Our bigger headlining Durango theatre shows have been the most surprising and most popular events, selling out both the Henry Strater Theatre and The ACT (Formerly the Abbey Theater) In Durango, of which we hold events and fundraisers biannually. We are lucky to have oversold the old Abbey last year for our CD release party with our collaboration with Salt Fire Circus (capacity 320)

I think this is why our live show is really our best platform and the least accessible, only way to describe our sound. As far as our recordings, I think we have run into some interpretation complications. You might listen to our first EP and think we are rock/blues band, our 2nd LP and think Jazz/Funk/Latin Club, and our newest record Virtue and think you got a copy of the unheard of up and coming band at SXSW (we wish.) Our latest urecorded music is on a whole new level, it is hard to even compare the new music with that of the past. We have been through two guitar players in 3 different records and now we remain as a three piece with occasional guest musicians and a completely new interpretation of Hello Dollface. We can’t wait to start recording this winter!

have Sold Out the Henry Strater (capacity 280) in our last three shows, our latest was this past Saturday as a Bob Marley Tribute which included several guest musicians. We are hoping to expand our theatre events to bigger cities like Denver, which is why we keep a rigorous schedule to get people to come to our shows enough to have representation in a theatre of such size.

What venue do you all play at the most? We really try and diversify our venues as not to tire out our listeners and to keep a fresh sound and show. We play many different types of venues acoustically in Durango, venues are opening and closing and shifting with the growth of the scene here this past few years and the full band keeps our high energy shows 1-3x a month locally and we travel otherwise. We play a hand full of clubs regularly in our region (CO, NM, AZ) and rotate them throughout the year. As for clubs we love to play ZINC in Albuquerque and the Lost Leaf in Phoenix. Intimate shows are amazing.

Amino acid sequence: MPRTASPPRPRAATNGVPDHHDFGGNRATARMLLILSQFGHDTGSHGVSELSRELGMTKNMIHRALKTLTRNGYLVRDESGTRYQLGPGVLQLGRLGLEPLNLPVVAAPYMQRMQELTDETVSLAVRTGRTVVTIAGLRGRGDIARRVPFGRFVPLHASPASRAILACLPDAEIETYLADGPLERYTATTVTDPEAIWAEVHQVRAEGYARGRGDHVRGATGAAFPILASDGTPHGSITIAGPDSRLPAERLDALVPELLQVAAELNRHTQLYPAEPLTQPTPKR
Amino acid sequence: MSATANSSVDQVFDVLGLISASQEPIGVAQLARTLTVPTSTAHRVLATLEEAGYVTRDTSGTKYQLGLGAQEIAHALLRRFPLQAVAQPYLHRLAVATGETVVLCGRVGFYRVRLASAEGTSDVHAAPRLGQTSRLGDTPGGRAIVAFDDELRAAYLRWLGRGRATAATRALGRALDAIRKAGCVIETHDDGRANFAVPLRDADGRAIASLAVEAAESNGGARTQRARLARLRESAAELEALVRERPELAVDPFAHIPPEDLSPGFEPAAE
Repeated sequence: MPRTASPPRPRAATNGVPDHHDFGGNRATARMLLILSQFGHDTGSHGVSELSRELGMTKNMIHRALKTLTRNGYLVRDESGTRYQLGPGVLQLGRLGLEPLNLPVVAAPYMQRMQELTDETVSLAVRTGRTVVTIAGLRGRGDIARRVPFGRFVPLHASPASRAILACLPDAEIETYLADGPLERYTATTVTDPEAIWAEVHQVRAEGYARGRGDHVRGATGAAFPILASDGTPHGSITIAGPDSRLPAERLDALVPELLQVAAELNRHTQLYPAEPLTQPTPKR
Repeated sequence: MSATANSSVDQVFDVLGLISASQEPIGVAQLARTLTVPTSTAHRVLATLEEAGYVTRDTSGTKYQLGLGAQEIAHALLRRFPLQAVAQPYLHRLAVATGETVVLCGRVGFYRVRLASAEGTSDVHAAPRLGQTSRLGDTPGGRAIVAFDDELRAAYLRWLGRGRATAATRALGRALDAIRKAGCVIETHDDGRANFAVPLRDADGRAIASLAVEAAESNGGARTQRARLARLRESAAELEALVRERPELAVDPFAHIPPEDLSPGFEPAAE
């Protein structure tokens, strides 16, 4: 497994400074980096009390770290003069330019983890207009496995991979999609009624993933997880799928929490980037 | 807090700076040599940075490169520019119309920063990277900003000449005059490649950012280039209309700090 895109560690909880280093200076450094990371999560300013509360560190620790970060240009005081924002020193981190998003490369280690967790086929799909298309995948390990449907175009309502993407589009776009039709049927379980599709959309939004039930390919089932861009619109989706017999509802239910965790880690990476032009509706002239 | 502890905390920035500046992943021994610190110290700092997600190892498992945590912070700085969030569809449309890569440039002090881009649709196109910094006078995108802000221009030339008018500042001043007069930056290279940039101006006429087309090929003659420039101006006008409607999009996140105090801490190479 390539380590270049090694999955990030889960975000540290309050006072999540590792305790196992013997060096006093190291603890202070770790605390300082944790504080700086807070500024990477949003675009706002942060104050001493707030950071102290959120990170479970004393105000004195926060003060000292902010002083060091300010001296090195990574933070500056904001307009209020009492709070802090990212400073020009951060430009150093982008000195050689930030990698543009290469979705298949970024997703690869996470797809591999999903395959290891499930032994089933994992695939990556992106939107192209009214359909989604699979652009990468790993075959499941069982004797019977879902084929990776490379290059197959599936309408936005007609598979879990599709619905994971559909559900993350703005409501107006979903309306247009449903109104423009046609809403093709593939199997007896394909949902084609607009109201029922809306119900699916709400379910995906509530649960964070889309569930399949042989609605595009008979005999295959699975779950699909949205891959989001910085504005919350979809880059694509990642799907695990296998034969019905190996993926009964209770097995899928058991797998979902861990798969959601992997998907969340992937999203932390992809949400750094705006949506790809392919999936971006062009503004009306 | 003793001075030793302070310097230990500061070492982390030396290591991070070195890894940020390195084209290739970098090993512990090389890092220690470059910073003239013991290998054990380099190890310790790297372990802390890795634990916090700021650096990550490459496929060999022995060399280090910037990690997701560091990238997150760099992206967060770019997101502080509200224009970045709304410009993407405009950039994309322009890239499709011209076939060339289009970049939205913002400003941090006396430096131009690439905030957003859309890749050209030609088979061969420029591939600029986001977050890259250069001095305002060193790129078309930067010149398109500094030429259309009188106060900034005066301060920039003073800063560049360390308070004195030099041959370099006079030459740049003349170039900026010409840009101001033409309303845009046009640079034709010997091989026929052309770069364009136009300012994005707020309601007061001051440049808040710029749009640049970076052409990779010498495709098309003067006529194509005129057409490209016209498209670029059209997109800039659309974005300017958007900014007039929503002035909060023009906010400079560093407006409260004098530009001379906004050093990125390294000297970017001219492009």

Describe your artisian inspiration – who inspires you and influences your music? Jesse: So many, mostly fellow musicians more than well-known artist. As far as well-known artist, Corinne Bailey Rae is one and John Lennon and Herbie Hancock too. This could be a small book if you had time to hear it all!

Do you have any current big shows upcoming – where, when and how much can people expect to pay for tickets? We just finished our big theatre show this past weekend at the Henry Strater Theatre selling out the Hello Dollface Bob Marley Tribute. We are booked now into May of 2014, all across the west (including Boulder and Denver) and our next big production will be New Years Eve again at the Henry Strater, tickets are usually very fairly priced (between $10-$20) and we have some exciting plans for a TBA CD release party sometime this spring. How many albums does the band have & where can folks pick up a copy of your cd? Hello Dollface currently has 3 EPS all available at our shows and online with I-tunes, CD Baby, Amazon, as well as on Spotify. We are working on the 4th and we keep an acoustic cd with us as “ACE REVEL” that is only available at shows. Does the band have a FB or website page so folks can stay well-informed of up coming events? Yes! Of course! Social media is our best friend. and also-on a laptop or computer (not mobile or ipad) has all of our dates Describe for folks any struggles your band faced while it was getting started? Ashley: Well, it is a struggle to string together media to prove you are who you are and that you can and will deliver. If you do not have media that adequately and perfectly conveys the ever-evolving live show, music, or artistic message you are shooting for, it is hard to take the project to the next level. Jesse: So many minor struggles like, finding the right venues, writing good songs so you can throw out unwanted covers, transportation, funding, finding the right members, sharing the same visions and basic touring logistics. This could be a small book if you had time to hear it all! With life in general in or out of the band – does any band member want to give our readers insight to any trials they faced and how did they deal with it and what perspective was built for you personally on that experience?